Alternatives to Nursing Home Care
Devise creative solutions to care puzzles
One of the greatest fears of older Americans is that they may end up in a nursing home. This not only means a significant loss of personal autonomy, but also a tremendous financial price. Depending on location and level of care, nursing homes cost between $60,000 and $300,000 a year. In 2016, the median cost of a private room in a nursing home was $92,378 a year, according to Genworth.
Studies show that older Americans prefer to stay in their own homes if they possibly can – not a surprise. As a result, most care is provided at home, whether by family or by hired help. Read More
This has many consequences, some of which may be quite unexpected. To begin with, family members shoulder most of the burden of caring for the elderly at home. Being the primary caretaker for someone who requires assistance with activities of daily living, such as walking, eating and toileting, can be a consuming and exhausting task. One important consideration when one family member has the sole responsibility of caring for a parent or other older relative is the question of equity with other family members. For example, is the child being fairly compensated for her work? If the older person is living with a child, does the elder help pay for the house? If the care is taking place in the elder’s home, should the child have an ownership interest in the house?
For parents with only one child, such arrangements may not be so complicated, but if the parent has more than one child, it can be difficult to know what’s fair.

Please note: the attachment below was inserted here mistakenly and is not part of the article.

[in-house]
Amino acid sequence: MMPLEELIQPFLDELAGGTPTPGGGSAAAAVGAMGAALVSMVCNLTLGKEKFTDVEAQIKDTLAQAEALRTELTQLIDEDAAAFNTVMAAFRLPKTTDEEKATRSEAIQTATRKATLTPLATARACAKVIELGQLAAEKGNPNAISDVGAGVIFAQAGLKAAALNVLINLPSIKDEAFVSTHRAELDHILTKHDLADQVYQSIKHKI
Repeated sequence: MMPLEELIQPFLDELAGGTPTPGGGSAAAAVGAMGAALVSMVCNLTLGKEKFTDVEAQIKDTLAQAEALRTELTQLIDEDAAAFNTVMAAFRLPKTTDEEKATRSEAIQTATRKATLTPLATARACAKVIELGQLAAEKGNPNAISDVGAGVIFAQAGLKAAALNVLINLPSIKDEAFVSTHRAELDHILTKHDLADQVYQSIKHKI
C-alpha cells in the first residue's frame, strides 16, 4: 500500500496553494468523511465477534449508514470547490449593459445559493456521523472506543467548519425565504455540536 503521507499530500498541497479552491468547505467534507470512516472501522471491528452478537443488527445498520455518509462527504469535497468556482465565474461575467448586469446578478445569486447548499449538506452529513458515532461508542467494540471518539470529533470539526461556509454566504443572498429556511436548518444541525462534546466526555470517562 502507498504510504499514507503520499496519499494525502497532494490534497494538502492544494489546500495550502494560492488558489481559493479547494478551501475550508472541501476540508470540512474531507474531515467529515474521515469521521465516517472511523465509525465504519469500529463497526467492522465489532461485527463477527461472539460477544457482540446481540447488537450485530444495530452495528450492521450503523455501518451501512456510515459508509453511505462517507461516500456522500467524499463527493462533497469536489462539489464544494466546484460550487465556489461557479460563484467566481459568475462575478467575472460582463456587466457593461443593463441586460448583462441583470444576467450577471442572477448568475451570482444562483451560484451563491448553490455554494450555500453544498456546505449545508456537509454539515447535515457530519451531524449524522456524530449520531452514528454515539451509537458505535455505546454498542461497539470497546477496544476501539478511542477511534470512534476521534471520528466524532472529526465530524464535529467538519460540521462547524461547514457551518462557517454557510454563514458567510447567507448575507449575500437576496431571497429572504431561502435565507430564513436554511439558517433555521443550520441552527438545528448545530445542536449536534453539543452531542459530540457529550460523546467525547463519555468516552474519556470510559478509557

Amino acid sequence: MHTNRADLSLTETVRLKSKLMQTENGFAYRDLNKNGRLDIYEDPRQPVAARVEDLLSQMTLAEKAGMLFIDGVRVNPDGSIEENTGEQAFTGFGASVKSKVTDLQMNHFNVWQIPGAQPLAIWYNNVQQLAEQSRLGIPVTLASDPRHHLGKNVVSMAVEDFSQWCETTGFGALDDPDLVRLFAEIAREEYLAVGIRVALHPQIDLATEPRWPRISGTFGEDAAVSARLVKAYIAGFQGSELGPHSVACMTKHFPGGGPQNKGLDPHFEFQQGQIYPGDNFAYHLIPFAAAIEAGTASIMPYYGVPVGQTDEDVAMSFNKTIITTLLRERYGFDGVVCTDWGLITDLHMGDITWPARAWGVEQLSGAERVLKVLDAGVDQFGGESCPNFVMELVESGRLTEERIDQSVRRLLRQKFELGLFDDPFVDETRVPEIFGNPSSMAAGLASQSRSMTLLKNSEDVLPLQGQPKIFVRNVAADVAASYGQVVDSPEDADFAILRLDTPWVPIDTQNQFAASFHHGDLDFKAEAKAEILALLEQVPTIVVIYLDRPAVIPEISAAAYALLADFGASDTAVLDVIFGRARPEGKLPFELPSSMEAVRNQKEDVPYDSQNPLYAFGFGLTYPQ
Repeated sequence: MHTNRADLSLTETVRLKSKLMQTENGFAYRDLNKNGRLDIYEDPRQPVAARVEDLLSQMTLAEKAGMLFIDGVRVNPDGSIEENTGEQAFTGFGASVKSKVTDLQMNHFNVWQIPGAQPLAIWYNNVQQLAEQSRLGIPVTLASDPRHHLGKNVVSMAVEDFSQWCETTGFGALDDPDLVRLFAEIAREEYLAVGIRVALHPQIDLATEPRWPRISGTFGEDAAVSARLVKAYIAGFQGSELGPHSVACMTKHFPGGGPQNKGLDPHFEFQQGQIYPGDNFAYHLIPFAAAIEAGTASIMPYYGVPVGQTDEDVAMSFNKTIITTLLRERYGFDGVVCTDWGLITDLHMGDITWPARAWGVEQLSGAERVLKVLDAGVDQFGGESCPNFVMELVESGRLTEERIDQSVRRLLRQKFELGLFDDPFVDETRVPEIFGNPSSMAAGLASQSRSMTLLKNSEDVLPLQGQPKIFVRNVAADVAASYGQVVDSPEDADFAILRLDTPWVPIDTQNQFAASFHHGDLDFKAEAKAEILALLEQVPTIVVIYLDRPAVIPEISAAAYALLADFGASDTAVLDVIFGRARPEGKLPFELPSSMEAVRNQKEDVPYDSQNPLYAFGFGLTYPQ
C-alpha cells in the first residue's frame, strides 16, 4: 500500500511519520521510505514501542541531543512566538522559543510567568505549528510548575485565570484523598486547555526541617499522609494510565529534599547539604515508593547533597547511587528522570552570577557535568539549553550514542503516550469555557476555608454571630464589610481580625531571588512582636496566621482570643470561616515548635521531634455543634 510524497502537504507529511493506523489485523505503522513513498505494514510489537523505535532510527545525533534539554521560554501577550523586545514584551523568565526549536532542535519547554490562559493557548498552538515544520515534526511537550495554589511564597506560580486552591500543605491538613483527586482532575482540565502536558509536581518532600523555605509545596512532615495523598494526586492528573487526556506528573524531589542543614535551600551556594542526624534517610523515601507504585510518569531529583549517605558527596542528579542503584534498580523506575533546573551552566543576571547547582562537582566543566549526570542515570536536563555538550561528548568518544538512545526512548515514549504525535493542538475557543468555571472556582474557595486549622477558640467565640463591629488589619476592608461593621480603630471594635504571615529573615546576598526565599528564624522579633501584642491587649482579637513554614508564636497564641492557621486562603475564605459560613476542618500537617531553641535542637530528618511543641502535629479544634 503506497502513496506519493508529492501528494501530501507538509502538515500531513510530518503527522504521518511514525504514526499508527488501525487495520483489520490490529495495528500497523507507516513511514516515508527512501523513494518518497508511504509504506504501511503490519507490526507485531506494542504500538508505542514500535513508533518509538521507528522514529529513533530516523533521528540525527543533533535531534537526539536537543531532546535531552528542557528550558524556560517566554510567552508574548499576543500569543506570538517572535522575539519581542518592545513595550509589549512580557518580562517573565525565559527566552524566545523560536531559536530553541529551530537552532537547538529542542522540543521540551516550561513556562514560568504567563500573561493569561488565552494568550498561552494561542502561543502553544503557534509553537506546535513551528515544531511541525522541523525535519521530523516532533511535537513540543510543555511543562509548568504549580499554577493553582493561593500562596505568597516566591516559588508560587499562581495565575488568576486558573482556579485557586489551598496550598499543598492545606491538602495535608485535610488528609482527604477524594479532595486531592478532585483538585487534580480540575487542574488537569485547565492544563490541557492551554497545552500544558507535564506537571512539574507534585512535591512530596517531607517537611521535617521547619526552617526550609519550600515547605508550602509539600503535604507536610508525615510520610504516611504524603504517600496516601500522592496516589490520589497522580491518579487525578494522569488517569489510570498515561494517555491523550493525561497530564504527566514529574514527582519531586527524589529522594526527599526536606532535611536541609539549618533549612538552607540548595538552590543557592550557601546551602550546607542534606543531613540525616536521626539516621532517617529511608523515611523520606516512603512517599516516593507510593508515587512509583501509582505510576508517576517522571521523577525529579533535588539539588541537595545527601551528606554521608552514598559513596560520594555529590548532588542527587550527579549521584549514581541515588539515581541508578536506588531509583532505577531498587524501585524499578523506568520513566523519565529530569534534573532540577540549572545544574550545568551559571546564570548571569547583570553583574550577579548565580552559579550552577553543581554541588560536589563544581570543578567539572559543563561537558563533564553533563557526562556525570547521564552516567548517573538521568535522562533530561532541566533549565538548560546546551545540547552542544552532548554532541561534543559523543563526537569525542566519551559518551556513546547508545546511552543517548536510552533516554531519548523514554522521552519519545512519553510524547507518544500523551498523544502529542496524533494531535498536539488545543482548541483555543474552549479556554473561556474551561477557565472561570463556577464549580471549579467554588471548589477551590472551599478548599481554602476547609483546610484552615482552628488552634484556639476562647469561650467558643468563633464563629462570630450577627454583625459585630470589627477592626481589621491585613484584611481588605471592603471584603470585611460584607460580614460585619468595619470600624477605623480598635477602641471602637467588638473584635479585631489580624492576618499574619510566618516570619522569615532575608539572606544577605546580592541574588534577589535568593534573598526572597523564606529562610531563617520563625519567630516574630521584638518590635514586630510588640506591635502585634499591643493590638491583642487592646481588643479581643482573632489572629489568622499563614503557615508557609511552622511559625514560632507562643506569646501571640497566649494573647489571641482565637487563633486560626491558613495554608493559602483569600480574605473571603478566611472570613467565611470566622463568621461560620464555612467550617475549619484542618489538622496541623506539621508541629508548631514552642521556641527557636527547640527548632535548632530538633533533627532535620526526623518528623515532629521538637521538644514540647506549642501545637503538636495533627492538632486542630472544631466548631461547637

An arrangement that seems equitable today may not seem that way after a child has devoted, say, five years to the care of the parent.
An important consideration when one family member has the sole responsibility of caring for a parent is the question of equity.
And if a plan is set up that is fair for five years of care, what happens if the parent suddenly moves into a nursing home during the first year? With no planning for such eventualities, the care of an older person can foster resentment and guilt among family members. Fortunately, most elder law attorneys are skilled in helping families devise creative solutions to such problems. Read More
Getting outside help
State and federal government officials are slowly recognizing that home care is more cost-effective than institutional care. This means that, depending on the state, financial or other assistance may be available for those who choose to remain in their homes despite declining capabilities.
Public and private agencies offer a variety of home care services that may be available:
- Home health care, either part-time or 24-hour care
- Personal care and homemaking services, such as shopping, cooking and cleaning
- Services delivered to the home, such as meals programs, transportation and home repair
- Adult day care centers that offer more intensive services than senior centers. There are more than 5,600 such centers around the nation, according to the National Adult Day Services Association (nadsa.org), and they are often affiliated with churches or non-profit community agencies
- Money management
- Respite services. These programs provide caretakers a periodic break. A home care professional or aide substitutes for the caretaker for a specified period of time
Medicare and Medicaid provide some coverage of the medical portion of home health care. Although the coverage is often inadequate, when combined with other resources available to the client and his family, it may be enough to keep a fragile older person at home for a longer period of time. Read More
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